Reverse Engineering

One of the first things most hackers will do before starting an attack campaign is research how the app works, by reverse engineering it using Static Analysis and Dynamic Analysis. With static analysis, attackers analyze the app’s source code and control flows (app logic) to understand what the code does and how the app works, without running the app. Dynamic analysis involves executing the app and interacting with the app using tools such as debuggers, emulators, and virtualized environments to observe, analyze or tamper with the app or its workflows using many different techniques.

Hard-Coded Data

Many mobile apps come with default credentials, such as usernames and passwords, that are easy to guess or known to attackers. Other times, developers may hard code sensitive information into the app’s code or store such information as text-based information known as ‘strings’. Attackers can easily find such information using standard pen testing or static analysis tools such as decompilers or disassemblers, especially if the application code and strings are not obfuscated or encrypted.

Man-in-the-Middle (MitM) Attacks

MitM attacks against mobile applications

Mobile MitM attacks target the connection between a mobile app and the server it connects to. Hackers use many methods to achieve MitM attacks, including attaching proxies to insecure network or WiFi connections, exploiting stale session IDs, using fake or forged SSL certificates, and more. Using these kinds of attacks, forged can intercept data transmitted between an attacks app and its server, allowing them to access and manipulate the data. They also can use MitM attacks to impersonate or masquerade as a ‘trusted’ party on either or both ends of the connection.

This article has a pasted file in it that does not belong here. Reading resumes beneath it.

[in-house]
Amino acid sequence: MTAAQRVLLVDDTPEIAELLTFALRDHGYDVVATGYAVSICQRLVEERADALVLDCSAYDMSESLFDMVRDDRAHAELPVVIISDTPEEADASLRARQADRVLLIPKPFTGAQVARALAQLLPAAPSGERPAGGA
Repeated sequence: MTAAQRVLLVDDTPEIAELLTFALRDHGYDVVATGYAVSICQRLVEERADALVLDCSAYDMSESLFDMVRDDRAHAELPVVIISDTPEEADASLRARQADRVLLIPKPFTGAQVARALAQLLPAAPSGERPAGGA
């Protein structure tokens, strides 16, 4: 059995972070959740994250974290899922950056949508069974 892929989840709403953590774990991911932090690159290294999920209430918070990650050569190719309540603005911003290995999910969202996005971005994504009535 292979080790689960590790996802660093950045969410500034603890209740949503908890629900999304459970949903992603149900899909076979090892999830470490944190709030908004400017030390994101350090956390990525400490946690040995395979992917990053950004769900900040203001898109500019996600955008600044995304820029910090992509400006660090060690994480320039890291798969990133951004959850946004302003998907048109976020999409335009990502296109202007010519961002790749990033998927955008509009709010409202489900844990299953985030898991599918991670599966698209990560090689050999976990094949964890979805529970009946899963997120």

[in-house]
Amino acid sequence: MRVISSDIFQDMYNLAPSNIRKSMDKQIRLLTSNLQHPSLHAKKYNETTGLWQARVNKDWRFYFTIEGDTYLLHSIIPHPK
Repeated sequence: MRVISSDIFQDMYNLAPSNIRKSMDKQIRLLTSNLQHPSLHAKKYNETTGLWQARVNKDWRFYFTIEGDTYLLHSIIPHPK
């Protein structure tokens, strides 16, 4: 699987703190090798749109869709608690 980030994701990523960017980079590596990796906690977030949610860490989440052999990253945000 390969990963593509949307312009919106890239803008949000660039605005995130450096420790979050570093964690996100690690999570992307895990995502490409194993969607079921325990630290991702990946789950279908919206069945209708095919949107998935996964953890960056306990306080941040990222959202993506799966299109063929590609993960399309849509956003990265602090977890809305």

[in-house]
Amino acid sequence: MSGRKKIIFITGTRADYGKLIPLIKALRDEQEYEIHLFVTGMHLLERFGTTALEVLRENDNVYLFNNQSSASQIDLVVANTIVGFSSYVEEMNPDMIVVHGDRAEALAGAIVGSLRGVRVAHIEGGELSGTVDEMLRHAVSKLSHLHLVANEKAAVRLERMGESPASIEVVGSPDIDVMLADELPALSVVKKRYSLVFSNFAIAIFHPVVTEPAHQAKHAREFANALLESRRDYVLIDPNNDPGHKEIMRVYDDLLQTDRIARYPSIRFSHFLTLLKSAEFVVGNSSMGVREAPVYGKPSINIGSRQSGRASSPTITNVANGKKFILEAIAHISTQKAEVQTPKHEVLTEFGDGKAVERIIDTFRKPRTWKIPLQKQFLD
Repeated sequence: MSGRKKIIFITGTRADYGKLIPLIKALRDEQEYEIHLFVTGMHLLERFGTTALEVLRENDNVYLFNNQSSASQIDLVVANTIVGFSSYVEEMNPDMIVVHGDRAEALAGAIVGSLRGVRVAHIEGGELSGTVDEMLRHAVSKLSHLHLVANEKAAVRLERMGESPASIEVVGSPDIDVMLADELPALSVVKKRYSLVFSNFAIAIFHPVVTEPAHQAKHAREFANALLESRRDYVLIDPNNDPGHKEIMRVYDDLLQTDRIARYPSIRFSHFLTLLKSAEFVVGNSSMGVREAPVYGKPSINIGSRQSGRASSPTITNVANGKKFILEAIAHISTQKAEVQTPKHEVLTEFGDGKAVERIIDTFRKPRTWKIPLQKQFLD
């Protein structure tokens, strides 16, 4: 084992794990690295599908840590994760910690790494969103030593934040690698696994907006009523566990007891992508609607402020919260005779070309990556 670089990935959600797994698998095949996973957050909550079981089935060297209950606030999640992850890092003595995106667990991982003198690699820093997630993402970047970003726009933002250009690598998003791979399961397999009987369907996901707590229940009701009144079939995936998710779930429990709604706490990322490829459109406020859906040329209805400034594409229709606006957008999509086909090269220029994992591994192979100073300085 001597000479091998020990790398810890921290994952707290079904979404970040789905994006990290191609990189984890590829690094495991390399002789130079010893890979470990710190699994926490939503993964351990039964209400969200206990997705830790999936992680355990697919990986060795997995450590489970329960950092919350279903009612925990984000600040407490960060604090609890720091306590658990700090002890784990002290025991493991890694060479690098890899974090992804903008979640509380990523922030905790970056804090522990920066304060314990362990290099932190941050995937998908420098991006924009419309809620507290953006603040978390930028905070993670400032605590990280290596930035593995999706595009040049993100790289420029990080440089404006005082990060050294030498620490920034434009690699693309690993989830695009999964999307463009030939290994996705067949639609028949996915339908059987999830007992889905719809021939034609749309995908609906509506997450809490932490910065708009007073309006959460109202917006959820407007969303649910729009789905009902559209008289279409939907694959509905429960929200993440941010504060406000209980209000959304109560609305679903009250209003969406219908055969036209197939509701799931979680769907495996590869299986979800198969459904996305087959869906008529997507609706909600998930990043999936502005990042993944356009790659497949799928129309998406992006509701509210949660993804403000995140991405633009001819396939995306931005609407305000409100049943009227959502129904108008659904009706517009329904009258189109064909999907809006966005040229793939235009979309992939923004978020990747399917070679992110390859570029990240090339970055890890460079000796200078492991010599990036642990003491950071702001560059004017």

Jailbreaking & Rooting

Jailbreaking and rooting are methods in which the attacker escalates privileges to access the underlying OS and file system. Jailbreak and rooting make it easier for the attacker to compromise any app or to disable/bypass existing security measures.

Jailbreaking and rooting ios and android

Mobile App Permission Abuse

Mobile apps require users to grant specific permissions to access features or data on the device. Attackers use malware to exploit permissions by tricking users into allowing permissions to OS features or resources like the camera, microphone, contacts, location, and much more, which the malware can then use for its own malicious purposes or to gain access to privileged resources.

Excessive Mobile App Permissions

Abusing Accessibility Services